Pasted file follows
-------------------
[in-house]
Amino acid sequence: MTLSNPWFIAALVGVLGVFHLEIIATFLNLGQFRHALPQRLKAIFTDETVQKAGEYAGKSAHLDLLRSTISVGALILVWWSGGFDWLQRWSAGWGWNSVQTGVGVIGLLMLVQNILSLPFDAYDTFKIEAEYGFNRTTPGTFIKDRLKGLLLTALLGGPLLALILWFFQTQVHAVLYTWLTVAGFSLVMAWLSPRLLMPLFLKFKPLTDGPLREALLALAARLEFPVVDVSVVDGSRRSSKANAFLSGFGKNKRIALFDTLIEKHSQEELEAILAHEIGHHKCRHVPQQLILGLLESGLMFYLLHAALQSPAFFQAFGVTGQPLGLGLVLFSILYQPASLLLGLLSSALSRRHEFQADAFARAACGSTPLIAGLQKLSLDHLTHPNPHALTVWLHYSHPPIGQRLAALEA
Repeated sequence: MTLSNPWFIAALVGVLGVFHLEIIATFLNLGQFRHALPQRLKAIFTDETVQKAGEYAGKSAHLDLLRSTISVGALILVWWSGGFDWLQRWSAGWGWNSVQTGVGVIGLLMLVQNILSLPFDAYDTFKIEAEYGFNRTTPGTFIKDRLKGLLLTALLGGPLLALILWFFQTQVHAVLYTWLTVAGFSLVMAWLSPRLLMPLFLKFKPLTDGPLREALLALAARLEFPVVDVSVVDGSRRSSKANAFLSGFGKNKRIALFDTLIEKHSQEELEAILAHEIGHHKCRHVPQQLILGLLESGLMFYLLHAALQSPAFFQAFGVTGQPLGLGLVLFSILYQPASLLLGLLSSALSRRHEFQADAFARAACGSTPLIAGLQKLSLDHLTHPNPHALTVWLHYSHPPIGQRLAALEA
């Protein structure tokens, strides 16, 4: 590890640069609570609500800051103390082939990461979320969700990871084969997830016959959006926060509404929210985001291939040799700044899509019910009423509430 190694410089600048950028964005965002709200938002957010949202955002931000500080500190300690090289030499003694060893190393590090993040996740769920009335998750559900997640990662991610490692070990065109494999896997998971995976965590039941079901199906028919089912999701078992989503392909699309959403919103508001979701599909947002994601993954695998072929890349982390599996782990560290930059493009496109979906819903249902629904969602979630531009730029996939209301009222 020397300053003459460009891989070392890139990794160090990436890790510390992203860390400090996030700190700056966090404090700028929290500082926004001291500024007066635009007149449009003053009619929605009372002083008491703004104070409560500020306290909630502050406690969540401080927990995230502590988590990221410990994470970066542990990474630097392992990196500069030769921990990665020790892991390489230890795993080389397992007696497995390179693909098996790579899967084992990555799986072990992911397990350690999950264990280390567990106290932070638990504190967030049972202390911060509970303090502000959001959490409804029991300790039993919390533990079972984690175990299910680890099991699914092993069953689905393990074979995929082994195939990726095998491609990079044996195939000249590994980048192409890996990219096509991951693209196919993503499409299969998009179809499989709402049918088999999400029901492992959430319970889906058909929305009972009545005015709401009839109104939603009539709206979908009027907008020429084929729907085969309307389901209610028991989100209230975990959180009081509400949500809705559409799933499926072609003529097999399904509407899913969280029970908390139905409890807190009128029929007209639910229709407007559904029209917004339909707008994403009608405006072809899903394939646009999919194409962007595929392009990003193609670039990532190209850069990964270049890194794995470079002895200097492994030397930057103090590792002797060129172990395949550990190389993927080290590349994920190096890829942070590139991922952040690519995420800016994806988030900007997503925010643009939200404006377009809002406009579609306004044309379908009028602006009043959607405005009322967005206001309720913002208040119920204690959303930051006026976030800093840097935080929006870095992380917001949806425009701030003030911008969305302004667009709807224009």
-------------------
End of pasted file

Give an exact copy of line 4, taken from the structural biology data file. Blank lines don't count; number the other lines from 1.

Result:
């Protein structure tokens, strides 16, 4: 590890640069609570609500800051103390082939990461979320969700990871084969997830016959959006926060509404929210985001291939040799700044899509019910009423509430 190694410089600048950028964005965002709200938002957010949202955002931000500080500190300690090289030499003694060893190393590090993040996740769920009335998750559900997640990662991610490692070990065109494999896997998971995976965590039941079901199906028919089912999701078992989503392909699309959403919103508001979701599909947002994601993954695998072929890349982390599996782990560290930059493009496109979906819903249902629904969602979630531009730029996939209301009222 020397300053003459460009891989070392890139990794160090990436890790510390992203860390400090996030700190700056966090404090700028929290500082926004001291500024007066635009007149449009003053009619929605009372002083008491703004104070409560500020306290909630502050406690969540401080927990995230502590988590990221410990994470970066542990990474630097392992990196500069030769921990990665020790892991390489230890795993080389397992007696497995390179693909098996790579899967084992990555799986072990992911397990350690999950264990280390567990106290932070638990504190967030049972202390911060509970303090502000959001959490409804029991300790039993919390533990079972984690175990299910680890099991699914092993069953689905393990074979995929082994195939990726095998491609990079044996195939000249590994980048192409890996990219096509991951693209196919993503499409299969998009179809499989709402049918088999999400029901492992959430319970889906058909929305009972009545005015709401009839109104939603009539709206979908009027907008020429084929729907085969309307389901209610028991989100209230975990959180009081509400949500809705559409799933499926072609003529097999399904509407899913969280029970908390139905409890807190009128029929007209639910229709407007559904029209917004339909707008994403009608405006072809899903394939646009999919194409962007595929392009990003193609670039990532190209850069990964270049890194794995470079002895200097492994030397930057103090590792002797060129172990395949550990190389993927080290590349994920190096890829942070590139991922952040690519995420800016994806988030900007997503925010643009939200404006377009809002406009579609306004044309379908009028602006009043959607405005009322967005206001309720913002208040119920204690959303930051006026976030800093840097935080929006870095992380917001949806425009701030003030911008969305302004667009709807224009």